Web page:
The upshot, Senn argues, is that Bayesians don’t really have a problem with P-values. Rather, they have a problem with other Bayesians. And many contemporary complaints about the evils of P-values are misdiagnosing the root of the problem. Go read and then join the (already lengthy!) discussion in the comments.

Marine ecologists are organism/system focused, terrestrial ecologists are question-focused. At least, that’s one way to interpret the fact that marine papers name the study organism(s) much earlier in the introduction than do terrestrial papers (Menguia & Ojanguren 2015, open access). Casey terHorst comments. Meg, what do you think the results would be if you looked at freshwater ecology? (ht @hughes_lab)

Head et al. 2015  (open access) text mined all open access papers on PubMed and examined the distribution of P-values <0.05 to look for evidence of p-hacking. It’s a very careful study, more careful than most of casual text mining on this topic that I’ve linked to in the past (somewhat to my regret). Turns out p-hacking is widespread across scientific disciplines covered by PubMed. The results also suggest that scientists mostly are studying real effects rather than chasing noise. Head et al. also found evidence of p-hacking in meta-analyses of sexual selection in evolutionary biology, but not enough to dramatically alter the conclusions of the meta-analyses.

A while back we did a post on ecologists who are awesome at things besides ecology. In the same spirit, I give you Ravens offensive lineman John Urschel, who is a serious mathematician. (ht Marginal Revolution)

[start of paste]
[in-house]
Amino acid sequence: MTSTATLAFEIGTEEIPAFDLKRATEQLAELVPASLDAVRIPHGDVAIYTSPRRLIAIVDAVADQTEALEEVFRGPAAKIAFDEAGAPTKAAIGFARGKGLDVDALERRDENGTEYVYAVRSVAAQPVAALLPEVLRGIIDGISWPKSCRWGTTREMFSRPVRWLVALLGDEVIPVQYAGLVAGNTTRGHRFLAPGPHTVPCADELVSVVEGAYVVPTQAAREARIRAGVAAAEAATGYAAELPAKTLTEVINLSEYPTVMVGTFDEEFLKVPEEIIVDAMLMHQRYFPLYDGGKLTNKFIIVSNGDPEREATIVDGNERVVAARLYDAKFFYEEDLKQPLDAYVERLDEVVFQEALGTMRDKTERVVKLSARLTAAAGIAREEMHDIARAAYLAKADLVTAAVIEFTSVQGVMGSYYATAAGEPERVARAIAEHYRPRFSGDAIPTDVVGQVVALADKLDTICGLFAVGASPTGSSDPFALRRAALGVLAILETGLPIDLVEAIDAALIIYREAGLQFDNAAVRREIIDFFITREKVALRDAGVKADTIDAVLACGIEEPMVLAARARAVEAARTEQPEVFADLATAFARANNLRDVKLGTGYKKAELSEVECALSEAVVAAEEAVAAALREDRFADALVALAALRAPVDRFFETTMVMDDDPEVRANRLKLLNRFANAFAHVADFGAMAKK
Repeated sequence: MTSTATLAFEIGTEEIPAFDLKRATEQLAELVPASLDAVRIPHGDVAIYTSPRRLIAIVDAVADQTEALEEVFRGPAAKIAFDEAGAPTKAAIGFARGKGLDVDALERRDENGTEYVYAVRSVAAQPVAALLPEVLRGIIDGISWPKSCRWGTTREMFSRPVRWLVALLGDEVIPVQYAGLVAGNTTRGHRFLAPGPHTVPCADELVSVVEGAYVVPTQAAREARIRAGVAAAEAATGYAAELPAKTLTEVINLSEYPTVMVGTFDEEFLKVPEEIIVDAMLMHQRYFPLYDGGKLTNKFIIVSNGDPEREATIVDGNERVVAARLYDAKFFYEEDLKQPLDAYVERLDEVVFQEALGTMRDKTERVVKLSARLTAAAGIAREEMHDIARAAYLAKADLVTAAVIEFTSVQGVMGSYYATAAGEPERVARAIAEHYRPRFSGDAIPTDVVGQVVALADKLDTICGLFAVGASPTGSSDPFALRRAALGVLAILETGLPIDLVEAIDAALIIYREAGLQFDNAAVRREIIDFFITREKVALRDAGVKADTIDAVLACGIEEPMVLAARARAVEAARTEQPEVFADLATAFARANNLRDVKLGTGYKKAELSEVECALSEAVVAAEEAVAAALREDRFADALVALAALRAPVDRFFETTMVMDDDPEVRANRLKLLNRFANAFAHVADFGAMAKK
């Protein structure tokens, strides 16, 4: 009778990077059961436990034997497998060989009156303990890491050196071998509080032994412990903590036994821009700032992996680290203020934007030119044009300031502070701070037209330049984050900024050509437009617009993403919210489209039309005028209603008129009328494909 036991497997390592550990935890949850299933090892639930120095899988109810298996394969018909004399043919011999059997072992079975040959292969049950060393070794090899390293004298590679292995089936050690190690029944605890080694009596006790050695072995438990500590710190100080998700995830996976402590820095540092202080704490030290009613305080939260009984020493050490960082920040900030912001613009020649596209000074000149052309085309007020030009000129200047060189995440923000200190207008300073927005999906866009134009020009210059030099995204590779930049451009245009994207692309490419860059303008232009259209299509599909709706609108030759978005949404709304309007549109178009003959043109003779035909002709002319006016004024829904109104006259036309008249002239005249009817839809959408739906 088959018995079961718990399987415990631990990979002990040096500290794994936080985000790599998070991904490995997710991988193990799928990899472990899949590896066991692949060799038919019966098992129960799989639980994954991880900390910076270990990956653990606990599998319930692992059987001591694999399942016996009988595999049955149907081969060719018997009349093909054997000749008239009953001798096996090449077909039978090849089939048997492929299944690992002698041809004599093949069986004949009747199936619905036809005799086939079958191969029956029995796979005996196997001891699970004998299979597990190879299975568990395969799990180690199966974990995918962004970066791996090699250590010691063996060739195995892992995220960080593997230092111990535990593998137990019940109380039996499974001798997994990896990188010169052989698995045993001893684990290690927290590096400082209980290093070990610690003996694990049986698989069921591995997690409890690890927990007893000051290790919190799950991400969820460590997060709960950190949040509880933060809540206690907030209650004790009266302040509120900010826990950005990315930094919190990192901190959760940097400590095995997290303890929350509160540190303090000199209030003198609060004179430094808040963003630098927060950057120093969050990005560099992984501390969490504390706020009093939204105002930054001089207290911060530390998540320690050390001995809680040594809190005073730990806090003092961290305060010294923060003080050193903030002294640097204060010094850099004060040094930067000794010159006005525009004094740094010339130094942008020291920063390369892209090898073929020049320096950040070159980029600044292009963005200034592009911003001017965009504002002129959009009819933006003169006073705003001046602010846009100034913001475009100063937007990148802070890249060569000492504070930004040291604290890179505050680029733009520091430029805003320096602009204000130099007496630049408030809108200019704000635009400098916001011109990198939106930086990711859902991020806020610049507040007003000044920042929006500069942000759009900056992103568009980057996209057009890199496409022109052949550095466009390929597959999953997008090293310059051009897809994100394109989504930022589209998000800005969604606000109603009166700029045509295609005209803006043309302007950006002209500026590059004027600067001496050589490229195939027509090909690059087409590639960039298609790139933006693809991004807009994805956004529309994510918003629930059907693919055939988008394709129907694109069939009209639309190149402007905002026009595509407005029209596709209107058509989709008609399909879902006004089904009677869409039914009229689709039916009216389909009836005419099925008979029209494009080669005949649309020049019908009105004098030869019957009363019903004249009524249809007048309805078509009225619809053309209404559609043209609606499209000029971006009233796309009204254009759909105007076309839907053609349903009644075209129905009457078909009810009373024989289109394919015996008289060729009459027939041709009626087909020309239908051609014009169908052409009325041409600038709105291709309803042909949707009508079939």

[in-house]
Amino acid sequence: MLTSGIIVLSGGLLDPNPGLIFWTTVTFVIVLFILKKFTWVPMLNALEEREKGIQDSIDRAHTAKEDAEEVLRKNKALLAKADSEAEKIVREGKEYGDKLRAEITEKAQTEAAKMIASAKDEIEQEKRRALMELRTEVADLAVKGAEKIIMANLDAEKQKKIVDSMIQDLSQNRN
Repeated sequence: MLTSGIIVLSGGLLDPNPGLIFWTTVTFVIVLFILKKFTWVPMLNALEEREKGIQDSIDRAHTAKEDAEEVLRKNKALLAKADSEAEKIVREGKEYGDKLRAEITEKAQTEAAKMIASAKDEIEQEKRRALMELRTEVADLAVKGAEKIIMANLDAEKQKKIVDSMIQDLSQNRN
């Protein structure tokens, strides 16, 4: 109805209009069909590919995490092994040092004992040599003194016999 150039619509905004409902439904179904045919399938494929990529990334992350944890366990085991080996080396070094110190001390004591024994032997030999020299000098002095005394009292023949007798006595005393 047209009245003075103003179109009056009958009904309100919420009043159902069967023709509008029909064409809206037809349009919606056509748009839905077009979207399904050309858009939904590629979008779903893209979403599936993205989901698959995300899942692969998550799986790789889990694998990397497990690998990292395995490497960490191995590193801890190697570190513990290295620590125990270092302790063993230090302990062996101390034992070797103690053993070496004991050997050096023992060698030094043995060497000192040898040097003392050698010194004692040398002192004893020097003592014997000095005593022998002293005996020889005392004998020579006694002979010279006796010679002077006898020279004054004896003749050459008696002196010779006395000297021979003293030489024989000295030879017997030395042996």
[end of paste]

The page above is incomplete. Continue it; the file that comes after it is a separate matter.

Straight from the horse’s mouth: the relationship between academic economics and economics blogging. (ht Marginal Revolution)

This week in Treating the Symptom Not the Disease: dude, if you need software to tell you if a scientific paper was computer generated, your journal has problems no software can fix.

And finally, never mess with a manatee. 🙂

10 thoughts on “Friday links: scooped by a blog post, the real history of P-values, lab safety, and more

  1. “Marine ecologists are organism/system focused, terrestrial ecologists are question-focused. At least, that’s one way to interpret the fact that marine papers name the study organism(s) much earlier in the introduction than do terrestrial papers.”

    I do have a different (possible) interpretation. I think most terrestrial ecologists are just as focused on their organisms or their systems, but there is a greater pressure in the scientific community of terrestrial ecologists to generalize as much as possible. If you specify your site/organisms too early, you’ll get dinged for not being of broader interest to the readership. Perhaps it’s just that marine people own the fact that a lot of biology is system-specific and they trust other scientists to evaluate the broad applications for themselves.

    • I agree with this view. It’s a cultural trend and I was explicitly taught to frame my research in terms of larger issues and not species or sites. Most everyone I know is super into their study organisms* and more rarely sites** but if you asked them about their research foci, they would say it’s landscape ecology, or nutrient cycling, or evolution, or however they are framing it these days. I also have to say that I think this issue is getting negative. I have run into some papers that have some broad topic title and upon reading the paper, I realize it’s actually not as broad as it seems. For example, one paper title was about a weird passerine behaviour but it turned out to be about crows which are not typical passerines and the behaviour was not surprising if only applied to crows.